We arrived early in Cochabamba following an overnight bus journey from Sucre. Again we waited in the bus station for the hostel to open, and again were treated to the sights and sounds of a bus terminal dragging itself into action. Our dazed state was rumbled by a rotund ticket woman, complete with hair curlers, aggressively poaching unsuspecting bystanders from the crowd and pushing them onto her 5am bus to Santa Cruz. How many actually wanted to visit Santa Cruz remains unknown, but we managed to remain un-plucked.
After a short walk around the groggy Saturday morning streets of Cochabamba we parked for brekkie in Cafe Paris (best coffee in Bolivia so far) and tried to plan our couple of days here. Cochabamba is situated on the lower perimeter of the Bolivian altiplano at just over 2500m above sea level. It is a wealthy city by Bolivian standards, fuelled by the surrounding agricultural land that has fed the region's people for millennia as well as a strong manufacturing industry. Bolivians say Cochabamba, the city of Eternal Spring, is where you come to get fat.
The city definitely seems to be the most consumer-driven of those we have visited in Bolivia thus far. Imported cars and well-appointed apartment blocks fill the north side of town. An alternative theory as to Cochabamba's comfortable setting, is that it has for many years been the centre of Bolivia's cocaine trade, with much of the investment in local business and development coming from the cartel. Any Netflix watchers among you need no further hints than the words; Pablo Escobar, Medellin.
Our search for an open Tourist Office was fruitless. We were hoping to organise a day hike up to the highest local peak, Tunari (5,000m), but after much to-ing and fro-ing we had to console ourselves with staying in the valley during our stay, as no one was heading up there over the weekend. We started with a long walk to the north of the city for a visit to Palacio Portales. Simon Patino, a tin baron, built the palace at the very peak of his powers, with work completing in 1927.
The gardens were shaded and formal, the constraints of the site affected their relationship to the house itself somewhat, as the ground falls away sharply to one side. Supposedly modelled on Versailles, but the topography of the site, in my mind, does not allow such parallels to be drawn.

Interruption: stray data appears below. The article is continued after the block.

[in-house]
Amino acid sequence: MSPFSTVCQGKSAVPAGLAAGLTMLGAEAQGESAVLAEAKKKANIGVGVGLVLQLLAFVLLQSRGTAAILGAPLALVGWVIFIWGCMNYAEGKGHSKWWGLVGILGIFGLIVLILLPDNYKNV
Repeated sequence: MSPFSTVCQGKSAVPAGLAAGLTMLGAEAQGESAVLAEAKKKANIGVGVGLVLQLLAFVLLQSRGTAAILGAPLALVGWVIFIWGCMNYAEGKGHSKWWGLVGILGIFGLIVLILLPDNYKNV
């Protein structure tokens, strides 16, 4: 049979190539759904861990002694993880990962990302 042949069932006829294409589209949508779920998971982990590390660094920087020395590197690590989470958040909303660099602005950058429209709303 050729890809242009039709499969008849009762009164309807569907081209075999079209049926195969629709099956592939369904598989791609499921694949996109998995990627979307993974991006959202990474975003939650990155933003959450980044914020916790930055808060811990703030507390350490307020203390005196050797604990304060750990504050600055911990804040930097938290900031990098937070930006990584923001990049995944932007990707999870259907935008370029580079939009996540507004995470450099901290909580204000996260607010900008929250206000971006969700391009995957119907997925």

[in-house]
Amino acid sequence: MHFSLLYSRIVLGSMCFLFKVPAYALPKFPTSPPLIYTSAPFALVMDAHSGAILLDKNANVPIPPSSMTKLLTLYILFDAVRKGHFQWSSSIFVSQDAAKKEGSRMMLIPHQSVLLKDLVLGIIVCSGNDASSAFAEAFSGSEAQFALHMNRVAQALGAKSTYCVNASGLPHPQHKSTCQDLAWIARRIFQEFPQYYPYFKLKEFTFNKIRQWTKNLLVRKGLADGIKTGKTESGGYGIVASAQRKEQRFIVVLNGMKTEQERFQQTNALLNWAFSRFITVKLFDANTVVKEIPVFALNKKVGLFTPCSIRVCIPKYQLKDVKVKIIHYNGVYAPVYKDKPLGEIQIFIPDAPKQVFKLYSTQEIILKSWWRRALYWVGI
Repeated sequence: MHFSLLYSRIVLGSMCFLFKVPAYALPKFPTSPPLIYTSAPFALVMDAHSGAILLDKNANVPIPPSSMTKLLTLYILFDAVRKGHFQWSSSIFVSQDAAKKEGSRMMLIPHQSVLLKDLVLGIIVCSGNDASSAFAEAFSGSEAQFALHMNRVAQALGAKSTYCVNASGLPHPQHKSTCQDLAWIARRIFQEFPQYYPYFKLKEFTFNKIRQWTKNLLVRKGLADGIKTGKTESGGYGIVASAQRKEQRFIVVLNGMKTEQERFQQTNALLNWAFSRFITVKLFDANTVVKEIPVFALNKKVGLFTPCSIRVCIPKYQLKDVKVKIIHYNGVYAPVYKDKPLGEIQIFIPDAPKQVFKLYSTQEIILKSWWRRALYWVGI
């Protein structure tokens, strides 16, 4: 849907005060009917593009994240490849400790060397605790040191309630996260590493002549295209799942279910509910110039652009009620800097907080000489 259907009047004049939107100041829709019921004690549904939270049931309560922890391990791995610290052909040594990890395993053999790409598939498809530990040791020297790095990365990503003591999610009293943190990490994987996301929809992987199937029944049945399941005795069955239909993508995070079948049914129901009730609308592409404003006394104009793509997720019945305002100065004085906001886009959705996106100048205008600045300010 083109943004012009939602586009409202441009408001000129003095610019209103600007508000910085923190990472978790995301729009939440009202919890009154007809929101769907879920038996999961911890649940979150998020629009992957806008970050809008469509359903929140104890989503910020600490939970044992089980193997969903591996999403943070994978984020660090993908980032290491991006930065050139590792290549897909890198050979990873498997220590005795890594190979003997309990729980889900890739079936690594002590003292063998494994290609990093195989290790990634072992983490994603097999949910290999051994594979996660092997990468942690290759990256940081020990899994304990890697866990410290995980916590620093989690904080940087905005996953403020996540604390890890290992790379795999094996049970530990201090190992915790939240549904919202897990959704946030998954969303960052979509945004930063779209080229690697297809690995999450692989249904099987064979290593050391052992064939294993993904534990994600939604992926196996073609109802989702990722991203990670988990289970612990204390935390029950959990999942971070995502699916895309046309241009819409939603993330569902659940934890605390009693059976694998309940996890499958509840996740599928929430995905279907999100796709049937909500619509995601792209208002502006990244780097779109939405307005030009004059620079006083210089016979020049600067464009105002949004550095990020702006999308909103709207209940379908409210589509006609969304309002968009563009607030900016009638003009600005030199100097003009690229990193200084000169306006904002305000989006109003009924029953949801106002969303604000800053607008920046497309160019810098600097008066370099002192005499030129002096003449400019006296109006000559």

Beautiful gardens, but the talk of Parisian Palaces did them no favours. It seems that many gestures of opulence need a frame of reference to justify or contextualise their extravagance. Set against that Palace in that city, the gardens are fantastic, why draw a parallel with something completely different? Just be proud of your own creation... Anyway.
The cloisters to the rear of the palace had an alluring intimacy and privacy, but seemed to be accessible only by two smaller doors from the main house. This may have been Patino's intention all along, and the cloisters were to be a private area of reflection. A beautiful house, sadly not for sale.
The next day we joined the locals for a traditional Sunday morning trip up to the Cristo de la Concordia. The cable car up and back had six cabins in total, so we got to enjoy another Bolivian tradition, queueing.
We were told that the concrete Christ the Redeemer on top of the hill is in fact taller than the bloke in Rio de Janeiro, fact checking required I think....
Looking South across Laguna Alalay. The infamous K'ari K'ari landfill hidden by the hills in the middle ground, is known as one of the largest and foulest dumps on the continent.
Gorgeous weather up top though and we had some great views across the city. As well as the Tunari mountain range that was to remain beyond our reach this time around.
The day before our night bus to La Paz, we headed out for an undeserved but much enjoyed steak lunch at El Estancia. Undisputedly the best meal in Bolivia thus far, largely due to the attendance of a rib eye the size of my face!